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Yes, you're right. Wrong number of arguments should be treated like
AREF'ing out of bounds or type violations. The manual currently says
that these things are errors, but not that they must signal an error.
A good implementation will signal errors in most of these cases unless
compiled for maximal speed and minimal safety, but implementations are
not currently required to do this.
You ask about philosophy. Here's my current view -- it has evolved a
bit in the last couple of years:
There are three good reasons to document something as "being" an error,
but not as "signalling" one: first, it might be a place where we imagine
someone will want to extend the language, and where we want to leave
that possibility open; second, it might be an error that (perhaps only
on some architectures) is just impossible to detect with a reasonable
amount of effort; third, it might be a place where a few cycles can be
saved by not checking for the error.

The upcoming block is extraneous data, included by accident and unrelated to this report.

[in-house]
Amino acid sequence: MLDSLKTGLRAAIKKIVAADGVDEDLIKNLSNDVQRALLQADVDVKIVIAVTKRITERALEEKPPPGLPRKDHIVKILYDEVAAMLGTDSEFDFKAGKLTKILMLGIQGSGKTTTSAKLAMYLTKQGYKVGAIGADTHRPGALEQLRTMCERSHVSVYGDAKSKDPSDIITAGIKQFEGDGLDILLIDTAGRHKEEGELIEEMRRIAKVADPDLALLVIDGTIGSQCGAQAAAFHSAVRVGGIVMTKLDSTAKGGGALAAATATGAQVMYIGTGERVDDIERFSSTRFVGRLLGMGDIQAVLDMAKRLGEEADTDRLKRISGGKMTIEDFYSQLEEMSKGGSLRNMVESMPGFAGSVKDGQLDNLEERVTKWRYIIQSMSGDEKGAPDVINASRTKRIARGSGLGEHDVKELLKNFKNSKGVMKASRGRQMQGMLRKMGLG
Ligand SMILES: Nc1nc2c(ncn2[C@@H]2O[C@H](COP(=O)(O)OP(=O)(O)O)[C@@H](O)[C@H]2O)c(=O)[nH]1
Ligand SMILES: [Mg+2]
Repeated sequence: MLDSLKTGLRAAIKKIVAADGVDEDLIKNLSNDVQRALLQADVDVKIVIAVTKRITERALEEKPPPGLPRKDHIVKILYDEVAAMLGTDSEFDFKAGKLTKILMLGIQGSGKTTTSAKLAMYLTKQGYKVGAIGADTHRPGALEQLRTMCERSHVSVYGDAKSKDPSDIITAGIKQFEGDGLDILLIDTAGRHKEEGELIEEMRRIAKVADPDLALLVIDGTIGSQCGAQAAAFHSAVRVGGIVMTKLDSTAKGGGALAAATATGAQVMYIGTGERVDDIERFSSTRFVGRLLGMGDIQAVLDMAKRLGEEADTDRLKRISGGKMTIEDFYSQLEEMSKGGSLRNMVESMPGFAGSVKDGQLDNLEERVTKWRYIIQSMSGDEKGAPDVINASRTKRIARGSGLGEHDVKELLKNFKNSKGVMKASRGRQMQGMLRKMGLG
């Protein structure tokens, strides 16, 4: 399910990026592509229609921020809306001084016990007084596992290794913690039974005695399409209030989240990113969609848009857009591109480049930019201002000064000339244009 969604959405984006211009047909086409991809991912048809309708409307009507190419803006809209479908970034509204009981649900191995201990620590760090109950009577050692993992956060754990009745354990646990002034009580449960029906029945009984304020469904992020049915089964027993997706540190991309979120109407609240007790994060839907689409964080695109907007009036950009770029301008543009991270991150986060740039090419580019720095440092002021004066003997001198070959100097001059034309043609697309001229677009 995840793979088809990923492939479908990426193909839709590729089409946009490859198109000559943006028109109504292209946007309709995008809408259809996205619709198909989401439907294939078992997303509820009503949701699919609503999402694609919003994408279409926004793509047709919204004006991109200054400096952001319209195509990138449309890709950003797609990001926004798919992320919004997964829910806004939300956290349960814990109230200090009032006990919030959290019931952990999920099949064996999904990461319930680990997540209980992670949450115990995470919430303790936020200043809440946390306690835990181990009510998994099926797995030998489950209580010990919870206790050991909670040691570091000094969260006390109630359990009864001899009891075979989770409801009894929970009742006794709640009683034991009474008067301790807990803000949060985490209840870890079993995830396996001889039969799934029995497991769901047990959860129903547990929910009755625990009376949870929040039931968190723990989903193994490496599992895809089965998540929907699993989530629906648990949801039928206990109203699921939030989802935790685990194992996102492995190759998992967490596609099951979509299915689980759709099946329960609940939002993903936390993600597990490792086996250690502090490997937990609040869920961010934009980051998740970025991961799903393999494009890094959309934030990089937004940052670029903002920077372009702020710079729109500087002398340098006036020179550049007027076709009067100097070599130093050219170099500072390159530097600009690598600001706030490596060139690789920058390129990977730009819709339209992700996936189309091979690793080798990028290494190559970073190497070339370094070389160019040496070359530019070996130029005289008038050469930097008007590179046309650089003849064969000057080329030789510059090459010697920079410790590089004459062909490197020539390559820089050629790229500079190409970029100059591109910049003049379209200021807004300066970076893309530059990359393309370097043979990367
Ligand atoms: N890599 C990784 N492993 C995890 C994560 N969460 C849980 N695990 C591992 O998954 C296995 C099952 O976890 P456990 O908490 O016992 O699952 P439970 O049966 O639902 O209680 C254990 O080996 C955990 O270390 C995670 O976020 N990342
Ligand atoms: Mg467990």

It seems to me that, if we were doing this from scratch, we ought to
treat these cases differently. Specifically, I would go with four
classes of errors:
1. Errors that must always be signalled, and that portable code can
count on having signalled. These are errors where little speed-up would
result from allowing them to go undetected.
2. Errors that must normally be signalled, but that need not be if code
is compiled with safety = 0. Most of the current "is an error"
conditions, including wrong number of args, out-of-bounds array refs,
and most type violations, would fall in here.
3. Errors that are too hard to detect, and which need not be signalled.
Non-terminating code might be an example.
4. Errors that must be signalled unless an implementation deliberately
chooses to extend the language in this area, and documents that it has
done so. I'm not sure how much of this we ought to allow.
I suspect that this is too large a change to think about for the current
set of revisions. No legal and portable user code would be affected,
but I suspect that some implementations would require a lot of revision
in order to comply with the tightened requirements of case 2.